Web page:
Zach Hamill is constantly thinking about natural disasters. As an emergency coordinator for Sonoma County, it’s his job. It also means that for the past few weeks, he’s been watching first response at disasters efforts closely.
There has been no shortage of deadly case studies, including monster hurricanes that tore across Texas, Florida and the Caribbean and the pair of earthquakes that rocked Mexico this month, killing more than 300 people.
Hamill’s department looks at every major disaster as an opportunity to learn, and to improve the county’s own disaster plan.
“We can play Monday morning quarterback all we want, but one of the things I will be looking for in the coming months is what didn’t go so well, and what did go well, so we can learn from those best practices and adopt some of those things here in Sonoma County that are applicable,” he said.
Those lessons will be disseminated through emergency responder networks and personal contacts, he said, but they’re also addressed at an annual conference of the California Emergency Services Association, where emergency coordinators across the state come together to learn new tools to better serve the public when disasters hit.
At last year’s conference, he said, the 2015 Valley fire, which ravaged more than 76,000 acres of Lake County, destroyed almost 2,000 structures and killed four people, was a major topic.
This year’s focus will be the response to the Oroville Dam failure and the resulting evacuation of nearly 188,000 people in Butte County.
Next year, Hamill said, Hurricane Harvey will probably feature significantly in the program.
“So Houston got something like 40 inches of rain in 48 hours, that’s pretty unprecedented for out here, but there are some things that we can take and learn from that, like how they conducted their evacuations and their emergency notifications and their care and shelter of their populace.”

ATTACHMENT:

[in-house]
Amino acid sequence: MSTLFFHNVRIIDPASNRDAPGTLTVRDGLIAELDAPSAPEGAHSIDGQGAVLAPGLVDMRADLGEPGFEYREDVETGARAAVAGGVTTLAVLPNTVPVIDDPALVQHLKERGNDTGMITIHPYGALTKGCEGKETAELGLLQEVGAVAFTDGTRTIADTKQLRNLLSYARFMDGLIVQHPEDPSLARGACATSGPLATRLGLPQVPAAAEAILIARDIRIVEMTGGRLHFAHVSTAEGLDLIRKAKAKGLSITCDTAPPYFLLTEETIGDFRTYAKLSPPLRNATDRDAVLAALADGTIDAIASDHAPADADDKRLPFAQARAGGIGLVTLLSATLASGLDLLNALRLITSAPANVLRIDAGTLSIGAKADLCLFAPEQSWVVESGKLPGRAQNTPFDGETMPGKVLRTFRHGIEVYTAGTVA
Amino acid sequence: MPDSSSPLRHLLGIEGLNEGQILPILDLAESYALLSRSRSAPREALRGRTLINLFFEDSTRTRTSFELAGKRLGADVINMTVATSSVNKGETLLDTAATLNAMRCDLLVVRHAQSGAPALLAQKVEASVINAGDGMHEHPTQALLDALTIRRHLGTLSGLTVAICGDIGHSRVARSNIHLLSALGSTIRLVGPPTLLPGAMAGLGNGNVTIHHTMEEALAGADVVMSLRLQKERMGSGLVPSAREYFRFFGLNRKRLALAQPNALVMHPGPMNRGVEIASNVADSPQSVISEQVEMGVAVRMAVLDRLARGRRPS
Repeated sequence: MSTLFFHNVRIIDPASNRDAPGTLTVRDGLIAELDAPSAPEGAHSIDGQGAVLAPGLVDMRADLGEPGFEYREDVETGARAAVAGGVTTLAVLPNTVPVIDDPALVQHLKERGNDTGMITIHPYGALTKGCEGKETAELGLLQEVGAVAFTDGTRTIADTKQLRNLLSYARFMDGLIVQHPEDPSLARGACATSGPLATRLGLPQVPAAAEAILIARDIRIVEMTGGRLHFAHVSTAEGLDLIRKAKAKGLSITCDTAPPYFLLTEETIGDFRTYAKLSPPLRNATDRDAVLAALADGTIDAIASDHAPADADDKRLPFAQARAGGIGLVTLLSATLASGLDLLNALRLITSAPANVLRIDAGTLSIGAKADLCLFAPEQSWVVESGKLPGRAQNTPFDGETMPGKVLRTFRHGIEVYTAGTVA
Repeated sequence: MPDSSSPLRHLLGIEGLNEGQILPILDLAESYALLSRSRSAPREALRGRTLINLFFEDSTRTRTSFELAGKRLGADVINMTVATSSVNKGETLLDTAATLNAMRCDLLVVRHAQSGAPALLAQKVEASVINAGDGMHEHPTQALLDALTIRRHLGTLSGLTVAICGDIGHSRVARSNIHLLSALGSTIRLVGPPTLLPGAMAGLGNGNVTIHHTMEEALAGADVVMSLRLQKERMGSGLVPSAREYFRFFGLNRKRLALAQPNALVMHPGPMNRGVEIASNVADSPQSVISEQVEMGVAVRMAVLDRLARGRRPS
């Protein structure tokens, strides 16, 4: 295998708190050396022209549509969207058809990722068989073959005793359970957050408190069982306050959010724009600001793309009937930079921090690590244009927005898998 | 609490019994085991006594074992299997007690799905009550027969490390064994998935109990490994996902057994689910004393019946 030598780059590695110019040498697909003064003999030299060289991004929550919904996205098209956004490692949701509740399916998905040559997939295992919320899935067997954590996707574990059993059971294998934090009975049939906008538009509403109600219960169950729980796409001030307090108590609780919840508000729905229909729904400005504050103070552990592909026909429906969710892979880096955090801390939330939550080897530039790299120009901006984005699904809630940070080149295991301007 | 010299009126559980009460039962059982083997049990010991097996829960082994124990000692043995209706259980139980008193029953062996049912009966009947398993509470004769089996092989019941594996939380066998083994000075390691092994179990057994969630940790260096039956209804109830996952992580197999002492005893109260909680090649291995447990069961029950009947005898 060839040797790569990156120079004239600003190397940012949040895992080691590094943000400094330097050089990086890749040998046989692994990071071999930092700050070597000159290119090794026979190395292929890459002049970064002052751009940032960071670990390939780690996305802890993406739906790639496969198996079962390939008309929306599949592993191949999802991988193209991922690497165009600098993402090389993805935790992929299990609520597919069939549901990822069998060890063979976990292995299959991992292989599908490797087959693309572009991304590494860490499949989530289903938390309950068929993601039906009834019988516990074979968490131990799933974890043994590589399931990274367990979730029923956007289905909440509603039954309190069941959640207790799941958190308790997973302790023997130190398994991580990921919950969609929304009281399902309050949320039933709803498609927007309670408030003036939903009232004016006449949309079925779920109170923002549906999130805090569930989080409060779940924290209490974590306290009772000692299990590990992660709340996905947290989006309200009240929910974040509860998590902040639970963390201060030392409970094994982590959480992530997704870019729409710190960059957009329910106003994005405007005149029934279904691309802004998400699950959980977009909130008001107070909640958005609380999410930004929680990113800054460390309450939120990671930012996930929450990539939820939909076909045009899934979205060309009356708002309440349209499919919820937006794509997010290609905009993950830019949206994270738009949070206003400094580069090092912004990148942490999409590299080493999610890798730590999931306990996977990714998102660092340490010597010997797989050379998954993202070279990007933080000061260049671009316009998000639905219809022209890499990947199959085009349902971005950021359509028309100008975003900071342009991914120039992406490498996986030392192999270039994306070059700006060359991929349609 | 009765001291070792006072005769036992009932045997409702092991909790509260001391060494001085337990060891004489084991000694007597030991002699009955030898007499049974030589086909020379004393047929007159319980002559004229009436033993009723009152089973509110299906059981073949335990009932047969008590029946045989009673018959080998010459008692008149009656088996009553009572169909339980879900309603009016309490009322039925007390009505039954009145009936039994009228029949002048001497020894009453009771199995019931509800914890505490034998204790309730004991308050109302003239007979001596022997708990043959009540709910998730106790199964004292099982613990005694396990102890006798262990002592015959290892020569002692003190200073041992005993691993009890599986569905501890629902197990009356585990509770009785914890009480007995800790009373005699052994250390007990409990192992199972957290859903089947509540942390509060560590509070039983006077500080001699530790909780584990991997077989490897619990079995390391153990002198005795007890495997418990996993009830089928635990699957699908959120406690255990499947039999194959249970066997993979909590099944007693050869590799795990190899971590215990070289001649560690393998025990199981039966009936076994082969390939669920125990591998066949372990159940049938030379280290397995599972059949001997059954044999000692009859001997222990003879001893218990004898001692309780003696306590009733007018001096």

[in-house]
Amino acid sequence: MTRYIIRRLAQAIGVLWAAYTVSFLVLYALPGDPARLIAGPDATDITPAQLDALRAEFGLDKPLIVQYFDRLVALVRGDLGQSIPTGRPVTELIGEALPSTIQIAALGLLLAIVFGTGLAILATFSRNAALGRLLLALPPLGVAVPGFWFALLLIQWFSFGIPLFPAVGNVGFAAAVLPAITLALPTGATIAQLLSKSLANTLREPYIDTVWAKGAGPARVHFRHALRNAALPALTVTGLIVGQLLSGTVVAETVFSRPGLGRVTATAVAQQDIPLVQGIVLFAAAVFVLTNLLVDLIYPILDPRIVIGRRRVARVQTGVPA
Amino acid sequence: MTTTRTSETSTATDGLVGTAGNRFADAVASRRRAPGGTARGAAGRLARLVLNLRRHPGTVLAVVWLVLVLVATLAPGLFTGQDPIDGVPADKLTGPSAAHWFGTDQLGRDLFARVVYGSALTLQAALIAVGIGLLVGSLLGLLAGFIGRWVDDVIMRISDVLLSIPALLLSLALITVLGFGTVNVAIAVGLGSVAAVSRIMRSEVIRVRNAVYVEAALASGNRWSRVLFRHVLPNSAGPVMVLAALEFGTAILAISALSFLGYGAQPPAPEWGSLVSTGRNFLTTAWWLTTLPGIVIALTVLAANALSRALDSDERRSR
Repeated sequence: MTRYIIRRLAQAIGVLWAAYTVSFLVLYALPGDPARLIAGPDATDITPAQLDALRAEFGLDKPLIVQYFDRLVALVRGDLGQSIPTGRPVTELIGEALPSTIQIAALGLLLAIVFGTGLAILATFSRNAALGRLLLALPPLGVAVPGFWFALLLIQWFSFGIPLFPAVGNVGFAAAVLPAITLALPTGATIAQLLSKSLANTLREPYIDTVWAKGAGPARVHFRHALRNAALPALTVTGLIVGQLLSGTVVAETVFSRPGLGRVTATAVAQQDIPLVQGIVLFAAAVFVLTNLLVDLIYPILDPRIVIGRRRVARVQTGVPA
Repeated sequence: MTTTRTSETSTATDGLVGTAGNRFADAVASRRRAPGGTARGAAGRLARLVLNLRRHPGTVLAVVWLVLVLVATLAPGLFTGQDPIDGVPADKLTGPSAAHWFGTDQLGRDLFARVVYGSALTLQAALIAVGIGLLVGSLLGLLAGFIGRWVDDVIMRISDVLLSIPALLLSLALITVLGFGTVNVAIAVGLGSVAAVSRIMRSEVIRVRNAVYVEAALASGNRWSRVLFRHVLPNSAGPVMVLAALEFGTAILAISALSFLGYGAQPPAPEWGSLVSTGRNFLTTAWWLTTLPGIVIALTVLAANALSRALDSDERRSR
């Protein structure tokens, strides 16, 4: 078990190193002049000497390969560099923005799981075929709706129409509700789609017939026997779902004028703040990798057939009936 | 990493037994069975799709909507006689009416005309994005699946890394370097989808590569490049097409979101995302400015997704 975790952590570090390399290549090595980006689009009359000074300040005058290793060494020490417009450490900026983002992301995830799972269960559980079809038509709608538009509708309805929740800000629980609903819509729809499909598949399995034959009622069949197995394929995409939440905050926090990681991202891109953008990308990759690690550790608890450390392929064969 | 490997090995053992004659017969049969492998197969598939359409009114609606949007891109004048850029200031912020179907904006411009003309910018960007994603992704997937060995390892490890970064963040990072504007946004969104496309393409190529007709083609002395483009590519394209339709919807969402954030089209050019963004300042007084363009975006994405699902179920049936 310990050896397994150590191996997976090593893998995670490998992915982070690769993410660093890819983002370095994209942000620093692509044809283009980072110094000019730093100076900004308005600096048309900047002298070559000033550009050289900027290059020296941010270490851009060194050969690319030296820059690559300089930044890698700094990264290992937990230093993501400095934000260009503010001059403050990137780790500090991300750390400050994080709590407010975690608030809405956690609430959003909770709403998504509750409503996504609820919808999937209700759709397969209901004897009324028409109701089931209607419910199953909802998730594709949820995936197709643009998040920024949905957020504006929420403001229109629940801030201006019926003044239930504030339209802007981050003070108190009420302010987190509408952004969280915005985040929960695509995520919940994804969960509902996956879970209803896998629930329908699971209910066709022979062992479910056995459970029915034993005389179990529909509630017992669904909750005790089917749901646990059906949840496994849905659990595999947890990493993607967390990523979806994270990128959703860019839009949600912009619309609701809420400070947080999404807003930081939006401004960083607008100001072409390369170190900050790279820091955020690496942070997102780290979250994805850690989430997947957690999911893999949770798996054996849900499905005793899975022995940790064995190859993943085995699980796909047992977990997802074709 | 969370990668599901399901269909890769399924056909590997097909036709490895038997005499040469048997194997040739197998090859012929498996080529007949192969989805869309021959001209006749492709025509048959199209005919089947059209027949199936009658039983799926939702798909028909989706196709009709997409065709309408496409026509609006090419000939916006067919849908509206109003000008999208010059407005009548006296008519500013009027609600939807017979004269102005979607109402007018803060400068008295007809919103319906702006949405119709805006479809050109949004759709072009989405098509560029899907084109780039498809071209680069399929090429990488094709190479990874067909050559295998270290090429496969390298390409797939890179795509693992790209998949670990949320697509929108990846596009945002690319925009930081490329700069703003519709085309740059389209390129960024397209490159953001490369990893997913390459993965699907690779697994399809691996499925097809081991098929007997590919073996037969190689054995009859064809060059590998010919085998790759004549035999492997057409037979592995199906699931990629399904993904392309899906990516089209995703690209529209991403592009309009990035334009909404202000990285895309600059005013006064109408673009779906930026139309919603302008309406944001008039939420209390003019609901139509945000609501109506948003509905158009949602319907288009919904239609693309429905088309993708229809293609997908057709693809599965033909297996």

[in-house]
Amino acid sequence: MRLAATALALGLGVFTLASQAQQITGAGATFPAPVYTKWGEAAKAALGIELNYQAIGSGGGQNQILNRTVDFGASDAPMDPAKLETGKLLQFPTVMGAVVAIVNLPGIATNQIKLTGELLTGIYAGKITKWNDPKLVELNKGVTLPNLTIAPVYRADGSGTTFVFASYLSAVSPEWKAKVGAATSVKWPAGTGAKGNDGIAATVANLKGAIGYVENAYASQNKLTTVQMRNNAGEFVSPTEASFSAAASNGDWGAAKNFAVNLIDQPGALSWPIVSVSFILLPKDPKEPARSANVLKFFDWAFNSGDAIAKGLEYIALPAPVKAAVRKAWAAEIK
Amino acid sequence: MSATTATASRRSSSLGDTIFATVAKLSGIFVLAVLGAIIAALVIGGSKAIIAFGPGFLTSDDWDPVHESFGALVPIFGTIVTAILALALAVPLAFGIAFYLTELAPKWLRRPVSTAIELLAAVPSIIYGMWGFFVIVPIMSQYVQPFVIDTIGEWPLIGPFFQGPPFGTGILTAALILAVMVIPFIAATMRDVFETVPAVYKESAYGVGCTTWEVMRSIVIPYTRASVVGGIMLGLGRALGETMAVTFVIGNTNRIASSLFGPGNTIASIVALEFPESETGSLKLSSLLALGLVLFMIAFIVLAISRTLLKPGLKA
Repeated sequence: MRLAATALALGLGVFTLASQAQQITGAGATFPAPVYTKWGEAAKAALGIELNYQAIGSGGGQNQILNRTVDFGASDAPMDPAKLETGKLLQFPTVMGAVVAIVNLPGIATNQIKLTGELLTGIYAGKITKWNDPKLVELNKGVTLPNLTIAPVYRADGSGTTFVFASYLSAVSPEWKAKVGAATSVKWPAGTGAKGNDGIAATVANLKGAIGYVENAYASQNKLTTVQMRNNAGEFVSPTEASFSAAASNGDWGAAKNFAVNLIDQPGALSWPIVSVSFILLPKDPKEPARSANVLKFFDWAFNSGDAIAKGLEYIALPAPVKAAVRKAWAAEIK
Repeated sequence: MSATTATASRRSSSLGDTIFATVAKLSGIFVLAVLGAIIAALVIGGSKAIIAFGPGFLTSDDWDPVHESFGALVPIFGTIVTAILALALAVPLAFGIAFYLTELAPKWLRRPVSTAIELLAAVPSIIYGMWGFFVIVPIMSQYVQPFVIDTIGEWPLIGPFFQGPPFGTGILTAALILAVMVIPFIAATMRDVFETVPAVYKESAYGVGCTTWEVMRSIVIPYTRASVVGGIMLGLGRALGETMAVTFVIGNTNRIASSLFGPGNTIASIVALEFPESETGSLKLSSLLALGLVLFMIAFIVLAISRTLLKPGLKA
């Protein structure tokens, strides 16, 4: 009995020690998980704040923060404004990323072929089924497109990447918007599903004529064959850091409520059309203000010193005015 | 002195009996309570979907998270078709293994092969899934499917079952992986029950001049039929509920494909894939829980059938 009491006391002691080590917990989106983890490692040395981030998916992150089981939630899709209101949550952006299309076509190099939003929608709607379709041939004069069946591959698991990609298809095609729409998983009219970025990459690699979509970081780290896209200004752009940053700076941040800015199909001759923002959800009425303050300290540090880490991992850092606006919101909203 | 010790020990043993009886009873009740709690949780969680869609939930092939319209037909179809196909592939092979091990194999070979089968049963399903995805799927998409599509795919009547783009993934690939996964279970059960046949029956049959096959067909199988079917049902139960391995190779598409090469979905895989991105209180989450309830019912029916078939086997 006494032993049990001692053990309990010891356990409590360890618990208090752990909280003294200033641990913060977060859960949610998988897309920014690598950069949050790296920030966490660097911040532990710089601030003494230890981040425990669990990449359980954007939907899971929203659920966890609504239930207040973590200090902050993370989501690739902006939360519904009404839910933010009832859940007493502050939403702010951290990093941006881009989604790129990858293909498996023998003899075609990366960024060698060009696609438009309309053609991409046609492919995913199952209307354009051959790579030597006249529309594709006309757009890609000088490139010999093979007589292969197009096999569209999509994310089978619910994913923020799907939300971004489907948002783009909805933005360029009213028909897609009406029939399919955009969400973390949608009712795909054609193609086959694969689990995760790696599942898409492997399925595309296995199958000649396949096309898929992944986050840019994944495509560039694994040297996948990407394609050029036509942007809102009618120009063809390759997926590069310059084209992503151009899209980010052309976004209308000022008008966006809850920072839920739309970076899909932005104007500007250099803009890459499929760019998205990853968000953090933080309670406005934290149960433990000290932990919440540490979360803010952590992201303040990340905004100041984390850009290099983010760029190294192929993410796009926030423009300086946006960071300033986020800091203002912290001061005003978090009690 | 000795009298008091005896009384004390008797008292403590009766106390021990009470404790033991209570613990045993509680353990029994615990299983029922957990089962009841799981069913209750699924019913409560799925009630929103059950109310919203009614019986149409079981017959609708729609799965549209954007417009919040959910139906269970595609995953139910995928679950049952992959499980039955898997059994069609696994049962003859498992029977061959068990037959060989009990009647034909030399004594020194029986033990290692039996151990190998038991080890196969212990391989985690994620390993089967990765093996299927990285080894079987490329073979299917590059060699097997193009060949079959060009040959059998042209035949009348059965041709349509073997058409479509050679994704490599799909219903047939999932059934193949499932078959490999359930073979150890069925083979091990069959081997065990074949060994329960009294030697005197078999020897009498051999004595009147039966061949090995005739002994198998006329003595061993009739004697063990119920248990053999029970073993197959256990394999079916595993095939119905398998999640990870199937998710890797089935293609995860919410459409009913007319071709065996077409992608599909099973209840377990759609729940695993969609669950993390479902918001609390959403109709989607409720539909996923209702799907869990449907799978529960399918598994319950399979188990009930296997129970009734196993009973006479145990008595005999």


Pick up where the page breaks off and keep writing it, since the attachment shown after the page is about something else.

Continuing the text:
Most of the steps Sonoma County has taken to prepare for natural disasters are available for the public to explore online at sonomacounty.ca.gov/FES/Emergency-Management, including interactive maps that emergency coordinators and first responders use to show emergency shelters, assistance centers, medical care locations, dump sites and other services as they become necessary and available during disasters.
One of the newest services the county offers is SoCoAlert, an emergency message system that allows first-response teams to send cellphone users notifications ranging from evacuation orders to advisories on drinking water contamination. To sign up, go to socoalert.com.
The site also offers tips on preparing home survival kits and best practices for communicating during a disaster, when phone lines can be jammed and cellphone towers knocked out — something emergency coordinators learned after Hurricane Katrina hit.
“You may not be able to call, but a text message will go through,” Hamill said.
It’s also good to have an out-of-state contact who can act as a coordinator when local phone lines are swamped.
“The local phone exchange may be impacted, but someone in Washington or Florida may not be impacted,” Hamill said. “So if everyone calls Uncle Joe in Reno, Nevada, then Uncle Joe is the one who coordinates that (everyone) is safe, everyone’s checked in.”
You can reach Staff Writer Christi Warren at 707-521-5205 or email@example.com. On Twitter @SeaWarren.
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